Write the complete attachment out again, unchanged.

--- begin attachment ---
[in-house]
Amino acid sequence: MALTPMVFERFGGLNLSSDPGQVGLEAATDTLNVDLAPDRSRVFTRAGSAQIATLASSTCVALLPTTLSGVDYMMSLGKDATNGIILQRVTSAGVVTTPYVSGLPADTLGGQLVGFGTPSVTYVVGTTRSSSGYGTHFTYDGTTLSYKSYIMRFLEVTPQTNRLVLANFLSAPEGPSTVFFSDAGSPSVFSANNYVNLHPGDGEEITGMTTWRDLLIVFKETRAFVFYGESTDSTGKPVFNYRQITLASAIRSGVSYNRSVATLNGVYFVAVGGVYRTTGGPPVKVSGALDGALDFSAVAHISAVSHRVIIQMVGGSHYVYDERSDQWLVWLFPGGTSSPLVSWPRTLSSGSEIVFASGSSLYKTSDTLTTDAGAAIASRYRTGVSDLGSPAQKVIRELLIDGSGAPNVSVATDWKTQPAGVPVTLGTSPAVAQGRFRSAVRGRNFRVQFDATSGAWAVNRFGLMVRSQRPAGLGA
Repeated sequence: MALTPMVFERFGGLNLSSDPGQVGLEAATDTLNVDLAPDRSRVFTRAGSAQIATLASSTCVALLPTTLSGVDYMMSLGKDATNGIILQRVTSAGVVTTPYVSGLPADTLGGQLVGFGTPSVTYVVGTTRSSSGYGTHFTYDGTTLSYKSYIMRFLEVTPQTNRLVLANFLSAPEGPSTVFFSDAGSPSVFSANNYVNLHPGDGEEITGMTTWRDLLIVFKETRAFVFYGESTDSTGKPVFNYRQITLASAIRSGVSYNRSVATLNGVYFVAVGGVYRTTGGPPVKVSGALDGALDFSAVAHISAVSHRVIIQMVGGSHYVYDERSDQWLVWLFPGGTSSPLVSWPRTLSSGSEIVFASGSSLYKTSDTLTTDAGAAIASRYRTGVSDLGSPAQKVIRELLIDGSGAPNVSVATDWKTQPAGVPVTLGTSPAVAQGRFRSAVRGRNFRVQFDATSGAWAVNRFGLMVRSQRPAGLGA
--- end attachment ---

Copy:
[in-house]
Amino acid sequence: MALTPMVFERFGGLNLSSDPGQVGLEAATDTLNVDLAPDRSRVFTRAGSAQIATLASSTCVALLPTTLSGVDYMMSLGKDATNGIILQRVTSAGVVTTPYVSGLPADTLGGQLVGFGTPSVTYVVGTTRSSSGYGTHFTYDGTTLSYKSYIMRFLEVTPQTNRLVLANFLSAPEGPSTVFFSDAGSPSVFSANNYVNLHPGDGEEITGMTTWRDLLIVFKETRAFVFYGESTDSTGKPVFNYRQITLASAIRSGVSYNRSVATLNGVYFVAVGGVYRTTGGPPVKVSGALDGALDFSAVAHISAVSHRVIIQMVGGSHYVYDERSDQWLVWLFPGGTSSPLVSWPRTLSSGSEIVFASGSSLYKTSDTLTTDAGAAIASRYRTGVSDLGSPAQKVIRELLIDGSGAPNVSVATDWKTQPAGVPVTLGTSPAVAQGRFRSAVRGRNFRVQFDATSGAWAVNRFGLMVRSQRPAGLGA
Repeated sequence: MALTPMVFERFGGLNLSSDPGQVGLEAATDTLNVDLAPDRSRVFTRAGSAQIATLASSTCVALLPTTLSGVDYMMSLGKDATNGIILQRVTSAGVVTTPYVSGLPADTLGGQLVGFGTPSVTYVVGTTRSSSGYGTHFTYDGTTLSYKSYIMRFLEVTPQTNRLVLANFLSAPEGPSTVFFSDAGSPSVFSANNYVNLHPGDGEEITGMTTWRDLLIVFKETRAFVFYGESTDSTGKPVFNYRQITLASAIRSGVSYNRSVATLNGVYFVAVGGVYRTTGGPPVKVSGALDGALDFSAVAHISAVSHRVIIQMVGGSHYVYDERSDQWLVWLFPGGTSSPLVSWPRTLSSGSEIVFASGSSLYKTSDTLTTDAGAAIASRYRTGVSDLGSPAQKVIRELLIDGSGAPNVSVATDWKTQPAGVPVTLGTSPAVAQGRFRSAVRGRNFRVQFDATSGAWAVNRFGLMVRSQRPAGLGA